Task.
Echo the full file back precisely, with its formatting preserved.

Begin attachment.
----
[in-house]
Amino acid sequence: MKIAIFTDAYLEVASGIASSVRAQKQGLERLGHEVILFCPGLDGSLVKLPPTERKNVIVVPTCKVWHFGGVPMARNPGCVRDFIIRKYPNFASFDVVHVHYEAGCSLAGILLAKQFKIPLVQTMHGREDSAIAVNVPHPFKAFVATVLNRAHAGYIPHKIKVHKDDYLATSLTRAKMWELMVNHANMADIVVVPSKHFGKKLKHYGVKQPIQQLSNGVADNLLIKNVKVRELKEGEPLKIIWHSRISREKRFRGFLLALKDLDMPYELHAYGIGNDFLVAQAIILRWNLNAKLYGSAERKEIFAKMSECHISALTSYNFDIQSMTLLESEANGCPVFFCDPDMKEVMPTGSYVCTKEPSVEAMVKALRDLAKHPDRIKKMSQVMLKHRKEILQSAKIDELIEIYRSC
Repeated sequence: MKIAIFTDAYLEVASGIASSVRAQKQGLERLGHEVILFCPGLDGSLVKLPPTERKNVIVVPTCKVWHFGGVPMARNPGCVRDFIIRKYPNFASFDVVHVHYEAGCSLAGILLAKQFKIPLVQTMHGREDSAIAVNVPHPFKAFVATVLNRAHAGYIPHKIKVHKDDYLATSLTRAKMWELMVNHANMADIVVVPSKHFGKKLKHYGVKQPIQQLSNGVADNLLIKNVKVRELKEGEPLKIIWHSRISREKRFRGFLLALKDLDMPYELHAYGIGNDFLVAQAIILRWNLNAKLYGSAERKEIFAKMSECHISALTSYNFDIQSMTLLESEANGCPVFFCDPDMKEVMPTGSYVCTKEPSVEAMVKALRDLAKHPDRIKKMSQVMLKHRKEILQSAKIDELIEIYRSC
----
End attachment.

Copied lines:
[in-house]
Amino acid sequence: MKIAIFTDAYLEVASGIASSVRAQKQGLERLGHEVILFCPGLDGSLVKLPPTERKNVIVVPTCKVWHFGGVPMARNPGCVRDFIIRKYPNFASFDVVHVHYEAGCSLAGILLAKQFKIPLVQTMHGREDSAIAVNVPHPFKAFVATVLNRAHAGYIPHKIKVHKDDYLATSLTRAKMWELMVNHANMADIVVVPSKHFGKKLKHYGVKQPIQQLSNGVADNLLIKNVKVRELKEGEPLKIIWHSRISREKRFRGFLLALKDLDMPYELHAYGIGNDFLVAQAIILRWNLNAKLYGSAERKEIFAKMSECHISALTSYNFDIQSMTLLESEANGCPVFFCDPDMKEVMPTGSYVCTKEPSVEAMVKALRDLAKHPDRIKKMSQVMLKHRKEILQSAKIDELIEIYRSC
Repeated sequence: MKIAIFTDAYLEVASGIASSVRAQKQGLERLGHEVILFCPGLDGSLVKLPPTERKNVIVVPTCKVWHFGGVPMARNPGCVRDFIIRKYPNFASFDVVHVHYEAGCSLAGILLAKQFKIPLVQTMHGREDSAIAVNVPHPFKAFVATVLNRAHAGYIPHKIKVHKDDYLATSLTRAKMWELMVNHANMADIVVVPSKHFGKKLKHYGVKQPIQQLSNGVADNLLIKNVKVRELKEGEPLKIIWHSRISREKRFRGFLLALKDLDMPYELHAYGIGNDFLVAQAIILRWNLNAKLYGSAERKEIFAKMSECHISALTSYNFDIQSMTLLESEANGCPVFFCDPDMKEVMPTGSYVCTKEPSVEAMVKALRDLAKHPDRIKKMSQVMLKHRKEILQSAKIDELIEIYRSC